GPS tracking of lesser black-backed gull at Stora Karlsö

At Stora Karlsö, a small island to the west of Gotland in the Baltic Sea I am studying lesser black-backed gull (Larus fuscus, silltrut). Working with researchers at Amsterdam University (http://www.uva-bits.nl/) and Stockholm University through the Baltic Seabird project (http://www.balticseabird.com/), I am putting GPS devices on breeding gulls, to study their movement behaviour and ecology. This project has now been going several weeks, with an 'advance party' in mid-April to set up the system, then the attachment of devices to the gulls occurring in late May (see my next blog post). Here I will briefly introduce the project, and talk about the April visit.

The boat we took out to Stora Karlsö island*

Back in mid-April, Johan Bäckman, Arne Andersson, and I travelled out to Stora Karlsö to install the base-station. I hadn’t previously been to the island so early in the year, it was interesting to see the island still so wintery, with few green leaves about, and fewer birds than usual.

In mid-April the island was still very wintery. Here we are looking back towards Gotland, with the neighbouring island of Lille Karlsö between us and Gotland on the horizon

This summer I am using a recently developed sophisticated GPS device. This records position accurate to a few metres, is solar-powered, which means the device can run indefinitely, and has wireless, Wi-Fi like, communication. With this device it is possible to gain very detailed movement data throughout the year, however data can only be downloaded when birds are in the vicinity of the island where we have a base-station for communication.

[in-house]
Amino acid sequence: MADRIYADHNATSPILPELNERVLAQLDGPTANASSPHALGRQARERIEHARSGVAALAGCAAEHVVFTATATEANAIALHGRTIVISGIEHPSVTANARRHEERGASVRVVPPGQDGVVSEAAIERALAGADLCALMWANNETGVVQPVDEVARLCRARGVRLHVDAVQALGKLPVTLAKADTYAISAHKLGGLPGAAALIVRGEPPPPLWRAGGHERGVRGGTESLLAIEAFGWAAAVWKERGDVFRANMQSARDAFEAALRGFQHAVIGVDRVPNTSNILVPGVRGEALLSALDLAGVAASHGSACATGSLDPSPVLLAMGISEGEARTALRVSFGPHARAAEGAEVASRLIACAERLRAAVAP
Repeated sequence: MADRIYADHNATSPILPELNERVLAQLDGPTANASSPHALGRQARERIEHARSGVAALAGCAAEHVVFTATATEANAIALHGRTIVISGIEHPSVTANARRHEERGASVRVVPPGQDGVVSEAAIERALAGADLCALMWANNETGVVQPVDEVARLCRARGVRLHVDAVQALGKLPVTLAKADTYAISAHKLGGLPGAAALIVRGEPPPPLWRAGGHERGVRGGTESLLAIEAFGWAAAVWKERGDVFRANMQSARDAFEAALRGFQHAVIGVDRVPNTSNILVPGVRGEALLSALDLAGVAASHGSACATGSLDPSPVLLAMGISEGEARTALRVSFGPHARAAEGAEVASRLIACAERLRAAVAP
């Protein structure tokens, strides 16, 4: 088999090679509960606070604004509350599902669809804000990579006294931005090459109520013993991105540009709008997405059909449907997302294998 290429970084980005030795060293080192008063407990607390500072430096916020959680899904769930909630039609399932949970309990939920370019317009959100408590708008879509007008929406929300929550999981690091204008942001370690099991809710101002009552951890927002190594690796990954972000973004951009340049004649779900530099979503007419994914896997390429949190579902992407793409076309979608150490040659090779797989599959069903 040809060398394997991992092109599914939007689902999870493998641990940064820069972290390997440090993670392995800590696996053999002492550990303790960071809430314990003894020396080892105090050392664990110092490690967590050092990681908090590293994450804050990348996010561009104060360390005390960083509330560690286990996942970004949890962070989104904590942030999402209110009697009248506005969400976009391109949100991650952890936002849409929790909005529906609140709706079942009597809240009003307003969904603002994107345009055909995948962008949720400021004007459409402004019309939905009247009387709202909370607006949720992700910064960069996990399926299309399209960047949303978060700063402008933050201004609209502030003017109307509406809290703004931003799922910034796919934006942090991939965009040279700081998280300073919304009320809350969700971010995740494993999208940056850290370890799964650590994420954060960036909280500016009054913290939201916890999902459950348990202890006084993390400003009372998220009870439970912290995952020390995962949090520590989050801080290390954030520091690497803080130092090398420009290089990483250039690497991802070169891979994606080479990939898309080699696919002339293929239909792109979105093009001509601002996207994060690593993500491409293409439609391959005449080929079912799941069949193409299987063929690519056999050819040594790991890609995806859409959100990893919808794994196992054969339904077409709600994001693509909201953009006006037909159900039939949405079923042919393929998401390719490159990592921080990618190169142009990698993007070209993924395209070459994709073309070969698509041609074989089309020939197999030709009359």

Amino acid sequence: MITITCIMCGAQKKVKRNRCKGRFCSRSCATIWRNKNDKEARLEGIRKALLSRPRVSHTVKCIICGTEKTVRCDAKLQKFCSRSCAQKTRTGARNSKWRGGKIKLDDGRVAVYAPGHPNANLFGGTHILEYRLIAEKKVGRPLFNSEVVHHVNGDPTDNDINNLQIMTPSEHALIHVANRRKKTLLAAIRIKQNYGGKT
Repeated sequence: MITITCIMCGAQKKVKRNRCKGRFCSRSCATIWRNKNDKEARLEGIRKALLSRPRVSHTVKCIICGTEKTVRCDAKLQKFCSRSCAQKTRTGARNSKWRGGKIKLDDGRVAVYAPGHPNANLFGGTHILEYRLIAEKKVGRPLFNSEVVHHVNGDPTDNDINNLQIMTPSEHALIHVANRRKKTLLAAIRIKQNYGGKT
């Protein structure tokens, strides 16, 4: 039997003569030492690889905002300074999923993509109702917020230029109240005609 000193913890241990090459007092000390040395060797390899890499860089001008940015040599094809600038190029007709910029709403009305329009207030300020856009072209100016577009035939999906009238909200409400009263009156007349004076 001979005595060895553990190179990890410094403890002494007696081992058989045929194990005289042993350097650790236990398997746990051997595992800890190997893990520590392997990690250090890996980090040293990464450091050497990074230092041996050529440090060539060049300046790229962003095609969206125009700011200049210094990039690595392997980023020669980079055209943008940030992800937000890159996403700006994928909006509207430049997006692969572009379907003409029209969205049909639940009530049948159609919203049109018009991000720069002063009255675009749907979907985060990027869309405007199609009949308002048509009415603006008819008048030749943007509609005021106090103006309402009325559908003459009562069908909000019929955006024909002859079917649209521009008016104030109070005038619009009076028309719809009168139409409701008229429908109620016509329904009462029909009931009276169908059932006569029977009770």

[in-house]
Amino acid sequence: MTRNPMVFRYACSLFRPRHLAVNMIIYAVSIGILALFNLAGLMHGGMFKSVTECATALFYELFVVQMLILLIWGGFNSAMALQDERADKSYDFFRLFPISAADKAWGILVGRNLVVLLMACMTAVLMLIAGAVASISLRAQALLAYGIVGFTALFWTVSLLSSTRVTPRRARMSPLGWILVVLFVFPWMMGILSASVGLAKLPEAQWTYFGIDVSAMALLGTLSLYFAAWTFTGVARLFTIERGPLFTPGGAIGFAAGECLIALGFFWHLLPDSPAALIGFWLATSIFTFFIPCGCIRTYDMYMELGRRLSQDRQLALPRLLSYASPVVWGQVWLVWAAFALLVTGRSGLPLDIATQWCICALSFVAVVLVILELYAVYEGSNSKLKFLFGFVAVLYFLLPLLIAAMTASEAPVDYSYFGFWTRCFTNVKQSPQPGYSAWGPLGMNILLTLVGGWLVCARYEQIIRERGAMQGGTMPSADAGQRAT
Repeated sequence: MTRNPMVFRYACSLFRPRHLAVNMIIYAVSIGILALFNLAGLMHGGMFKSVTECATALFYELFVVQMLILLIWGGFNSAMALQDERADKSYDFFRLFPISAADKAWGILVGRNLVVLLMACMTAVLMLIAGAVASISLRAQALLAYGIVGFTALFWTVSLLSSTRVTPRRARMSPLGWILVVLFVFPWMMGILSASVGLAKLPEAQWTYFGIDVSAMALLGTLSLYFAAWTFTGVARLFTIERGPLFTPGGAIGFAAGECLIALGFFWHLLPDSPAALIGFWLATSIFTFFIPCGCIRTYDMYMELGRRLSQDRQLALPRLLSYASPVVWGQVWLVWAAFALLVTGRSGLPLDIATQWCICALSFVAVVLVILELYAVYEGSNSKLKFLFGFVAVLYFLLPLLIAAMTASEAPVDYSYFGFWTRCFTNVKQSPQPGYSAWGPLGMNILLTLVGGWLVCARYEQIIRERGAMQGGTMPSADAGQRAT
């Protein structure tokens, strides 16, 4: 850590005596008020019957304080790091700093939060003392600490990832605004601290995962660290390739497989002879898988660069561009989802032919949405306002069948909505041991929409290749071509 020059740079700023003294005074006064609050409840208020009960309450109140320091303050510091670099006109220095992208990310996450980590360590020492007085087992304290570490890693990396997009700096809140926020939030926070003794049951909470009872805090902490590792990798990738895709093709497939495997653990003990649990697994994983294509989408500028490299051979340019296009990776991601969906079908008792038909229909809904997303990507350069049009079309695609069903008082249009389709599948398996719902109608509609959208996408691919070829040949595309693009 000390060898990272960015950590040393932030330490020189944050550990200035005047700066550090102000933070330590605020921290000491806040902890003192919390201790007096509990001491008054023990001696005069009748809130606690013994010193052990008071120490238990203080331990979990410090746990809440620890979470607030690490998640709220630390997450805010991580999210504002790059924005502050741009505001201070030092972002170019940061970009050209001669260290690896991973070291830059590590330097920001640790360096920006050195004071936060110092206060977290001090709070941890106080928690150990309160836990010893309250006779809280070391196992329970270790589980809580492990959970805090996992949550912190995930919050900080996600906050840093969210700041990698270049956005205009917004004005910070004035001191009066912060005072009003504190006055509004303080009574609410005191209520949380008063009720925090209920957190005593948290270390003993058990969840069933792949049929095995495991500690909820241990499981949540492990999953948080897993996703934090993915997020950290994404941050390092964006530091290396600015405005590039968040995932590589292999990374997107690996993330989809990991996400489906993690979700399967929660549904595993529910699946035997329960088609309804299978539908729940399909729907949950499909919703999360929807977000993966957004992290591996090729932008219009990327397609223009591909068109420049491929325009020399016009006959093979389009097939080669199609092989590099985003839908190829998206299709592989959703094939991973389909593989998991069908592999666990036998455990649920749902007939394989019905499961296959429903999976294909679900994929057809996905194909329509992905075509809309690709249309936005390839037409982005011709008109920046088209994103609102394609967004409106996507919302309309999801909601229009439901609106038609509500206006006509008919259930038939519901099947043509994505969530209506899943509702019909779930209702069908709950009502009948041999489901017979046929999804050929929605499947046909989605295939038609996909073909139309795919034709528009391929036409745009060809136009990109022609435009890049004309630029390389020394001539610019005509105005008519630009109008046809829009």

A lesser-black backed gull flies along the coast of the island

We are fortunate in having an old hut near the gulls’ nests, so we installed the system there. However this is without power or internet access, so time for Arne and Johan’s technical wizardry! Johan and Arne installed the solar panels and an antenna for a mobile internet connection, turning the hut into a small version of the International Space Station (see photo!) Once set-up we had the fastest internet connection on the island, which will allow remote access of the data from the GPS device, and allow us to change the settings on the devices.

The base station hut, with solar panels and communication antenna for internet access and communication with the GPS devices. A small version of the International Space Station!

It wasn’t all work though, we had some time to see the birds, which were starting to get ready for the breeding season. On the final morning there were many guillemots (sillgrisla) and razorbill (tordmule) on the water. We went up in the light-house lantern, which is really cosy. On the way back to take the ferry from Visby to Oskarshamn we spent a couple of hours in Visby.

In the light-house lantern!
In my next post I attach the GPS device to the gulls, and we see some of the exciting first data.

*Thanks to Johan Bäckman for all the images in this post.

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